The 5th edition of the World Aviation Safety Summit, hosted by the Dubai Civil Aviation Authority (DCAA), was a resounding success with more than 450 local and international aviation industry experts discussing the most pressing issues concerning aviation safety and proposing new strategies for the sector.
Mohammed Abdulla Ahli, Director General of the Dubai Civil Aviation Authority, said: “With our growing presence on the global aviation scene and the solid status as an international aviation hub, we are committed to improving safety standards across the sector.
As the sector and the industry continue to grow, as well as the number of safety factors that need to be taken into account, and that’s why the 5th edition of WASS witnessed discussions on a broad range of topics. The summit advanced local, regional and international understandings of some of the most pressing issues facing carriers today, and also provided a cutting-edge and innovative response to current challenges.” The two-day summit engaged local and international stakeholders from regulatory authorities, airline operators, airport operators, aircraft manufacturers, pilot associations, safety organisations and air traffic control service providers to highlight key strategies for the safety culture of the future.
Khaled Al Arif, Executive Director Aviation Safety and Environment at DCAA, welcomed delegates, saying: “In its fifth edition with participation increasing every year, it is clear that the industry is looking to further its knowledge and ensure a safe and successful future for air travel.”
Michael Rudolf, Head of Aviation Regulations and Safety at DCAA, discussed the Authority’s latest procedures and application process for commercial drone operators, which includes detailed background checks and pre-authorized location selection. Rudolf highlighted that DCAA is working on signing an MoU with retailers to setup a process by which drone users must register their drone before being able to physically receive the devices.
Another theme throughout the Summit’s panel talks and keynote speeches was the discrepancy between reality and perception of aviation safety. While flying remains safest means of long-distance travel, high-profile incidents and other threats have affected perceptions. WASS Chairman and prominent aviation analyst Alan Peaford highlighted a recent survey by Ascend, in which 47% of respondents felt that flight safety has either deteriorated or remained the same, despite the fact that aviation safety has improved five-fold globally over the past decade.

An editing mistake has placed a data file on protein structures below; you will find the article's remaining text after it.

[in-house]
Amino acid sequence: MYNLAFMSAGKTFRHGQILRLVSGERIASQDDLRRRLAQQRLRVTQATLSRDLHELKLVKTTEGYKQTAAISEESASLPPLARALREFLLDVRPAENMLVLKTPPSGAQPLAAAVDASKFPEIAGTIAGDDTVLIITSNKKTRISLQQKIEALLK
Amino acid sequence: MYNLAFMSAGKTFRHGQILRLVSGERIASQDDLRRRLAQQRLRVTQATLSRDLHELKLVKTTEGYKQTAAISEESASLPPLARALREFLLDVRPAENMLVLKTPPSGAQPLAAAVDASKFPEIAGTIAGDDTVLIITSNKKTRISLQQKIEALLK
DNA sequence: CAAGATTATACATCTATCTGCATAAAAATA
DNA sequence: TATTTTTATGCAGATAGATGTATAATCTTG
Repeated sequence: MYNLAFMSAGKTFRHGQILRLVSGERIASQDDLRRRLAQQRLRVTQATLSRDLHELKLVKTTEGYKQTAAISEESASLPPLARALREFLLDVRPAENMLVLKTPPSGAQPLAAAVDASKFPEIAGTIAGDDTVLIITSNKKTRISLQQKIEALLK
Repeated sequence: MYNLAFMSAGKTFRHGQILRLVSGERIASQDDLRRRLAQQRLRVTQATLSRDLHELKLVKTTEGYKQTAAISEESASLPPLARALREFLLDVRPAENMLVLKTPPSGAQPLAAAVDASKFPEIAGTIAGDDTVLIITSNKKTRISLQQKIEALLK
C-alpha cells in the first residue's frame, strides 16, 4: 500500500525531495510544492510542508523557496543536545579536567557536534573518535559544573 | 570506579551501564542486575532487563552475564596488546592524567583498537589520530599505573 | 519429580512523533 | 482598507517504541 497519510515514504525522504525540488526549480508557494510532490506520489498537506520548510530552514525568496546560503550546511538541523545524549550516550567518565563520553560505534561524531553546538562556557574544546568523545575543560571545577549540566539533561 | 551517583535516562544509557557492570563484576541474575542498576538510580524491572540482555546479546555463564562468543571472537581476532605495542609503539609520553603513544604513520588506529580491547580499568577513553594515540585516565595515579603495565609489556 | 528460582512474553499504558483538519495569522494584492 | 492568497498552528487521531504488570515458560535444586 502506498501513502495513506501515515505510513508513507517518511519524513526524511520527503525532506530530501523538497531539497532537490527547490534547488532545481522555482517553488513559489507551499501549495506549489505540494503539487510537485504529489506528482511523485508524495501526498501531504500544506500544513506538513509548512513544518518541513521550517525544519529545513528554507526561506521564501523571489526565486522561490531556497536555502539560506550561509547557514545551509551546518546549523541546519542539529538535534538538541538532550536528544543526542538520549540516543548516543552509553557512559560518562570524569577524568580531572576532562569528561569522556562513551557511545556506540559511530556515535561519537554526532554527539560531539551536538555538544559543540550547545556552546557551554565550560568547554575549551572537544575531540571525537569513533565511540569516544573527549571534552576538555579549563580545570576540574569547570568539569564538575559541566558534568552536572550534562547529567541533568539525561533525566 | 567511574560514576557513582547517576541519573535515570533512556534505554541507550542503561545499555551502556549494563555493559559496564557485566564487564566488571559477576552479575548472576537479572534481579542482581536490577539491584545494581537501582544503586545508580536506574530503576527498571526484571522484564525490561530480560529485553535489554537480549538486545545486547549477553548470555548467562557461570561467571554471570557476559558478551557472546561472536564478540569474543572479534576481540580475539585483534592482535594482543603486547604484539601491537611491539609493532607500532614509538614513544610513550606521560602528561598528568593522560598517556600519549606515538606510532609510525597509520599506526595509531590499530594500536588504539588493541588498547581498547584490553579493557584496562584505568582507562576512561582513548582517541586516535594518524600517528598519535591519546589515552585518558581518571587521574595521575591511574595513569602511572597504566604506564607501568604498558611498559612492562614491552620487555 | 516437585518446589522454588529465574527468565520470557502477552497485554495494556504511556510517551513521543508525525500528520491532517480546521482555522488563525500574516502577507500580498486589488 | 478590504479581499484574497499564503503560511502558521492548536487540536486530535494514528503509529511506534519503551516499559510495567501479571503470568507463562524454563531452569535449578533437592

IATA figures identified that there were 10 fatal accidents in 2016, representing improvements to aviation safety and security across the board. The overall accident rate reduced from 1.79 per 1 million flights in 2015 to 1.61 last year.
In order to keep airfields safe, flight crews need a clear, safe and consistent operating environment that avoids confusion, said Andrew Green, Manager Aerodrome Safety & Standards, Aviation & Airports Safety Department at Dubai Civil Aviation Authority (DCAA). He said a more consistent approach is needed in terms of signs and instructions at airport runways to ensure airfield safety is kept to the highest standards.
Andrew added that Dubai International Airport is consistent in its runway environment. He also highlighted some specific reasons why other airports are reluctant to implement best practice. These reasons include a lack of a regulatory requirement, cost of implementation, more training being required and in some cases not enough experience to implement.
He emphasized that most runway incursions occur in good met conditions, with most accidents occurring at night or in poor visibility. Bhamidipati Srinivas, Head of Aviation Safety, Bangalore International Airport, commented that improved communication is necessary to reduce runway excursions. He also called for increased training for controllers and Air Navigation Service Providers as well as improved speed control and clearer information for Automatic Terminal Information Services in global airports.
David Gleave, a Chief Safety Investigator, argued that improved instructions are needed at all runways and that geometry should always be considered in order to improve safety.
According to IATA, last year some 3.8 billion travellers flew safely on 40.4 million flights. Flying is still the safest form of long distance travel. For IATA safety remains the top priority of all involved in aviation with a goal for every flight to depart and arrive without incident.